What is happening with the old Red Bank Middle School Property on Dayton Blvd?
Since the old Red Bank Middle School was demolished back in 2013, residents have been requesting that the 11.12-acre lot be transformed into a town center and community hub. For years we have been promised that at least ¼ of the space would be preserved as a public park, with some mixed-use development. The great thing about dense commercial and residential construction (no higher than 2.5) stories is that it maximizes property tax revenue per acre while complimenting a park (much like Coolidge Park). A flexible use green space will give Red Bank a much-needed venue for community events and encouraging people to stay longer and patronize more Red Bank businesses, raising our sales tax revenue as well. Unfortunately, the Request for Proposals (RFP) released on Sep 1 of this year states that the City "seeks to sell the real estate" and "is not seeking to have any form of partnership role in the development of the site" (source: Red Bank RFP for old Middle School property). There is no mention of the formerly promised park or green space whatsoever. I find this highly concerning. If elected, not only will I fight to revise the RFP to ensure that a significant percentage of the 11.12-acre property be protected as a public park and community hub as promised to our citizens, I will actively seek out community input so that the development of this last remaining open space in downtown Red Bank is directed by the desires of our citizens rather than solely the profits of a developer.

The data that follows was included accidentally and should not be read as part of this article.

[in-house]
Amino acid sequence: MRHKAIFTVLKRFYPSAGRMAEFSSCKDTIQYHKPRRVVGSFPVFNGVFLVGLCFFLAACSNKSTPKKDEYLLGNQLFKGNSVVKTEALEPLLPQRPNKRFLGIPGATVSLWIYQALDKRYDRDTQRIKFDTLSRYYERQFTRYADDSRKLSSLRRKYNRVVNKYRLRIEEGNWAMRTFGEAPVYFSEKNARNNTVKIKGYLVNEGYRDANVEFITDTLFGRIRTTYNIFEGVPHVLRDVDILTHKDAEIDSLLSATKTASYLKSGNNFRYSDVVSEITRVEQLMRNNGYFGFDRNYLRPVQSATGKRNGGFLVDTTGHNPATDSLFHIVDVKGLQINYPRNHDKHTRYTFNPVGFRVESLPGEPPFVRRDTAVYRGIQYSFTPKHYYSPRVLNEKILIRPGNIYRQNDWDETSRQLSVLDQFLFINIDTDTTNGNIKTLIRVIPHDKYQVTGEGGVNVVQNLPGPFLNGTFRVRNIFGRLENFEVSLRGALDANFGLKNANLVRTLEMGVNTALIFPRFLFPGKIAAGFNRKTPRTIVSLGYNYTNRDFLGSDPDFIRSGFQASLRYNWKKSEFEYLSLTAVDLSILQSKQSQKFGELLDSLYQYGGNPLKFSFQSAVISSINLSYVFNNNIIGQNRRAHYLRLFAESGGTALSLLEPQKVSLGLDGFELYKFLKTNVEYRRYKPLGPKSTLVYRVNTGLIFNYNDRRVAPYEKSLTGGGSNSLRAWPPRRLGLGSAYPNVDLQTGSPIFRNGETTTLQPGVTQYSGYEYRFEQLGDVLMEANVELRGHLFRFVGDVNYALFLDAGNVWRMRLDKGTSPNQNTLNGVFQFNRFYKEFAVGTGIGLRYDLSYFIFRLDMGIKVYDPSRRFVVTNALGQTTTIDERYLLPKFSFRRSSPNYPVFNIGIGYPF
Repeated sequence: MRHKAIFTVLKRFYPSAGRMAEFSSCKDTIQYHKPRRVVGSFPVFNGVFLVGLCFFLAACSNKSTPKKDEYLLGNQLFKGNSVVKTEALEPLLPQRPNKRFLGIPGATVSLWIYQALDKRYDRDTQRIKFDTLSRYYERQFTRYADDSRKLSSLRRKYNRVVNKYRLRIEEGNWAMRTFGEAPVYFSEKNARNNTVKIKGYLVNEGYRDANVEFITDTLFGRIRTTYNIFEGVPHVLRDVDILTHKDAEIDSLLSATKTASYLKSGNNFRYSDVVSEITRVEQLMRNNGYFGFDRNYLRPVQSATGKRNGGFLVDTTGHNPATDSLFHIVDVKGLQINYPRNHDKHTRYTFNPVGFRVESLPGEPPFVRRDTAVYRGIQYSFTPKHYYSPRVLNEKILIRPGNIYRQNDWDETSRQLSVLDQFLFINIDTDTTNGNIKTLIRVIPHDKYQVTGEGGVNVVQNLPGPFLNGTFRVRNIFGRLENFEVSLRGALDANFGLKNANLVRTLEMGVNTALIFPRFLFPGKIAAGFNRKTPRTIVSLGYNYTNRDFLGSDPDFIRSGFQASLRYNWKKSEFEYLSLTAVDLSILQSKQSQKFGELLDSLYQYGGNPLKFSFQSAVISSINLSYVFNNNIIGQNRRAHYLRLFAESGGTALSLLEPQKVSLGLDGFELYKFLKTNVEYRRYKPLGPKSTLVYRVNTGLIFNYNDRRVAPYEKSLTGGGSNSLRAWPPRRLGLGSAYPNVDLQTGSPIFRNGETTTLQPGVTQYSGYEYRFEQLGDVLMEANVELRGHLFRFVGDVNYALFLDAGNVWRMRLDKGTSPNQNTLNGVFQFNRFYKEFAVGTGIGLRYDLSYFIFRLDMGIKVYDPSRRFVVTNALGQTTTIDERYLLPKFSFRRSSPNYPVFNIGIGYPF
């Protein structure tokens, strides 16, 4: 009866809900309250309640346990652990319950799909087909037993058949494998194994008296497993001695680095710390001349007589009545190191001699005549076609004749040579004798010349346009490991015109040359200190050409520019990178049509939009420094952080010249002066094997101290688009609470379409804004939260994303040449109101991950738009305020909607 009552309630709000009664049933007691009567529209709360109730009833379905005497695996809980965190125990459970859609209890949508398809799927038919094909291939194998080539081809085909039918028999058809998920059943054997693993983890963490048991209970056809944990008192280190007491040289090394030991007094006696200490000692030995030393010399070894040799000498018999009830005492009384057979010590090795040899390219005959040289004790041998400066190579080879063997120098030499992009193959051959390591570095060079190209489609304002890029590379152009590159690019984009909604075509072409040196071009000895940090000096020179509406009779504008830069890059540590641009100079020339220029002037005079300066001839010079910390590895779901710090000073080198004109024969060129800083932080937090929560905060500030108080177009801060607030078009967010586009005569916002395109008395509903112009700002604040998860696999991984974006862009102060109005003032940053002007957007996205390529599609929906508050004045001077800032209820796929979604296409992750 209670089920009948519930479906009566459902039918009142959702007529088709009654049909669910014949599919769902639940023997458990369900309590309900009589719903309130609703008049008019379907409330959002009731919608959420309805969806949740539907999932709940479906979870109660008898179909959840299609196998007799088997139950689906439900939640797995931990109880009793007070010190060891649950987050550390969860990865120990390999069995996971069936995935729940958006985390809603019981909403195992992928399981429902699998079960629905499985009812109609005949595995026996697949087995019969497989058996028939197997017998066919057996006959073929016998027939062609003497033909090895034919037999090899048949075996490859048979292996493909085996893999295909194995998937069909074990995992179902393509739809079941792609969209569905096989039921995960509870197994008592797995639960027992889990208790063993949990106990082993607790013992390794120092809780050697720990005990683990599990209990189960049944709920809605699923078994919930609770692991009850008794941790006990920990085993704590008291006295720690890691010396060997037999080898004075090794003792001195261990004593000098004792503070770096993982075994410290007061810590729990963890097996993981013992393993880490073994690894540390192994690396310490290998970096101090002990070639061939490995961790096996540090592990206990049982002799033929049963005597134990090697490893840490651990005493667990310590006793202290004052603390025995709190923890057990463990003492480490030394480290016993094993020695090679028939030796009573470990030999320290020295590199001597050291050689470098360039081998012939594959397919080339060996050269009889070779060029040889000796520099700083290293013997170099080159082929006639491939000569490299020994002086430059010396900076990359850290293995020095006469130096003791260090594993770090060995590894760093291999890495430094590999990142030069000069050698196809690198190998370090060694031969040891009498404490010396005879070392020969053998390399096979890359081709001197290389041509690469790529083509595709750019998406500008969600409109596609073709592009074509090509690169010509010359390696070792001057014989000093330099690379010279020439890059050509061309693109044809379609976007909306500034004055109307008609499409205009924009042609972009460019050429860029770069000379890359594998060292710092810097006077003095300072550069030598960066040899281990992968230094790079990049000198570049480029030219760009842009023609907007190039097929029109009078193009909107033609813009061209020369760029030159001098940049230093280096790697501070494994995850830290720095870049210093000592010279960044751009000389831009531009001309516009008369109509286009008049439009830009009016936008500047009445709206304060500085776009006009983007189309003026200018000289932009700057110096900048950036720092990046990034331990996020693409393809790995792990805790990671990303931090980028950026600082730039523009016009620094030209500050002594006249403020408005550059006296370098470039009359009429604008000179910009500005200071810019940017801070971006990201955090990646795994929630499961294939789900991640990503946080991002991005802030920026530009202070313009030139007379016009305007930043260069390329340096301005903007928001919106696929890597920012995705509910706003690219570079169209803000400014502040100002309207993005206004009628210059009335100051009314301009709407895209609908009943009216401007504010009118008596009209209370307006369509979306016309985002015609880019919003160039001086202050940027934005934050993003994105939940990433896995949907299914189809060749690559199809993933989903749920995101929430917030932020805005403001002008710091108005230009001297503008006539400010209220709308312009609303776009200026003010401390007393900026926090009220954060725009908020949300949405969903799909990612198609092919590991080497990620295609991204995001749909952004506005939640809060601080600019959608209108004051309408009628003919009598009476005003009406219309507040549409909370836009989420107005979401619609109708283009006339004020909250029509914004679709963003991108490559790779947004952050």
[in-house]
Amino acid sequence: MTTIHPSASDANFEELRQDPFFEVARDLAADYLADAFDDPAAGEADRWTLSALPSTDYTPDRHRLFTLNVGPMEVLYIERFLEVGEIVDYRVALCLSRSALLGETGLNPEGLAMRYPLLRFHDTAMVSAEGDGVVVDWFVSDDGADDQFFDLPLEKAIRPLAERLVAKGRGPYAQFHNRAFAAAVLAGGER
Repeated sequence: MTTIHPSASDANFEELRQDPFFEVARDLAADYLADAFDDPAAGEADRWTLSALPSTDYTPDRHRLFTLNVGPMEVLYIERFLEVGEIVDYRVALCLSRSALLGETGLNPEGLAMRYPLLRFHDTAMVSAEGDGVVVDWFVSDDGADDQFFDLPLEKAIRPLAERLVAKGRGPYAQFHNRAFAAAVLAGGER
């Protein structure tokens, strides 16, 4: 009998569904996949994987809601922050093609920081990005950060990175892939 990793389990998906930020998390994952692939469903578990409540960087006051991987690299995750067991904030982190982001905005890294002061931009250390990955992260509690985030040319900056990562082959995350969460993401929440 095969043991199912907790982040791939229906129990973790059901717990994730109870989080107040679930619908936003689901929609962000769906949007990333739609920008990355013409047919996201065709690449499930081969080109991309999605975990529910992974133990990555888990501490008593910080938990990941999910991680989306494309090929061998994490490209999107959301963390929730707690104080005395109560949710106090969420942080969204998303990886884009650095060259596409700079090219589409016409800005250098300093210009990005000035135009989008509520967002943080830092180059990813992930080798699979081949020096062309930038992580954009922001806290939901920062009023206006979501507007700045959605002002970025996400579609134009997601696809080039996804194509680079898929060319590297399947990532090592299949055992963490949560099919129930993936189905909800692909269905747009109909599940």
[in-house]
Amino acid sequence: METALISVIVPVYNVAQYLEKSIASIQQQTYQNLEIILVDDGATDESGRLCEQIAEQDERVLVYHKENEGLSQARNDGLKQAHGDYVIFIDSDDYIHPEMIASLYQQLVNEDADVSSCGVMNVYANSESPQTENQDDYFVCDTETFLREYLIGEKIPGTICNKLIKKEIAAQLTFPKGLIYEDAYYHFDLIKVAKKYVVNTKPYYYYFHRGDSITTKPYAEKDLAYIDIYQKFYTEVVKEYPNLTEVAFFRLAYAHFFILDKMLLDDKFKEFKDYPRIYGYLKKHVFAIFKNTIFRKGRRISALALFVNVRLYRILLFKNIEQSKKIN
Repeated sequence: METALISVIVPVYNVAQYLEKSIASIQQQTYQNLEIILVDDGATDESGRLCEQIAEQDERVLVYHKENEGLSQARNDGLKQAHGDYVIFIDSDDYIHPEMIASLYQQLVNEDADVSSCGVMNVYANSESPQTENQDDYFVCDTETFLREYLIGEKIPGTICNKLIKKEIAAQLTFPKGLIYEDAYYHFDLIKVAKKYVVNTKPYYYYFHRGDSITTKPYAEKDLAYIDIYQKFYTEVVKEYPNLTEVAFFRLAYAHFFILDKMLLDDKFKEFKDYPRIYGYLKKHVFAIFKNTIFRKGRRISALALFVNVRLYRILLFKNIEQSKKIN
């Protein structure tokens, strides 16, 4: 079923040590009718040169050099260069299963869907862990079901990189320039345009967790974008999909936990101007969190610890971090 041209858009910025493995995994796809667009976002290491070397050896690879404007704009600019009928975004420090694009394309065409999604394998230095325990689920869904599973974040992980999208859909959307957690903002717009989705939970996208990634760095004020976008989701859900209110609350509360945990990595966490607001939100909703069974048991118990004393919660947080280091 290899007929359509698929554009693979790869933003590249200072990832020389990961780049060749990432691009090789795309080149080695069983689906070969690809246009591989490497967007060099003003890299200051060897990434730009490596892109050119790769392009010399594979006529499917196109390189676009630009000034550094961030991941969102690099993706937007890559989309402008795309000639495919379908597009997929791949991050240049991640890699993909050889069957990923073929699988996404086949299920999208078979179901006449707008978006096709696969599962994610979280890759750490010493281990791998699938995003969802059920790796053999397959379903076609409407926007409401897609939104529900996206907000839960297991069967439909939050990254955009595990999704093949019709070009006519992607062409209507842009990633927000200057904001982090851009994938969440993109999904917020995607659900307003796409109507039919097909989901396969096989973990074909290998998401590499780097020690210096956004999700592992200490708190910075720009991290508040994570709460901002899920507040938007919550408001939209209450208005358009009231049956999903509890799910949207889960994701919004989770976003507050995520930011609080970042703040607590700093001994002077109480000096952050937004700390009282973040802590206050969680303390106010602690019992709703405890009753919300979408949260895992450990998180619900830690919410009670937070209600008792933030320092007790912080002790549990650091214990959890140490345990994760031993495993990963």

I want to get more involved but I’m having a hard time finding information. What’s the best way to keep up with what’s happening in our city?
As a citizen, I’ve also had frequent difficulty finding information I needed about our municipal government. Whether I’m looking for upcoming development, community events, or important announcements that affect all Red Bank citizens, I end up digging in time-consuming searches of an outdated and less than user-friendly city website. Also, despite the City already owning the equipment necessary to record and upload commission meetings online for everyone to view, only brief PDF minute summaries are publicly available. If elected, will advocate for website improvements and updates, official city social media accounts, email newsletters citizens can subscribe to, and most importantly video recordings or even live streamed commission meetings that will be accessible for all citizens whether they are able to attend in person or not. We all lead busy lives. Making civic engagement easily accessible to our citizens should be the responsibility of our government and will result in greater transparency and accountability across the board.
What does the Red Bank Commission do?
Red Bank Commissioners meet twice a month on the first and third Tuesdays at 5pm for an Agenda Planning Session then at 6pm for their regular Commission meeting. In that meeting they hear readings of ordinances and proposals, listen to citizen comments, and vote on those ordinances and proposals to keep the city of Red Bank running smoothly and efficiently. Commission meetings just one small part of a commissioner’s responsibilities though. Commissioners must also be available to their neighbors to hear and address their concerns, and actively work to inform those neighbors informed about issues from pothole and streetlight repair to taxes and zoning decisions. They have to thoroughly research local issues in order to make informed decisions. They should also be active in the community attending meetings, business openings, and events so they can stay in touch with and represent the people who elected them.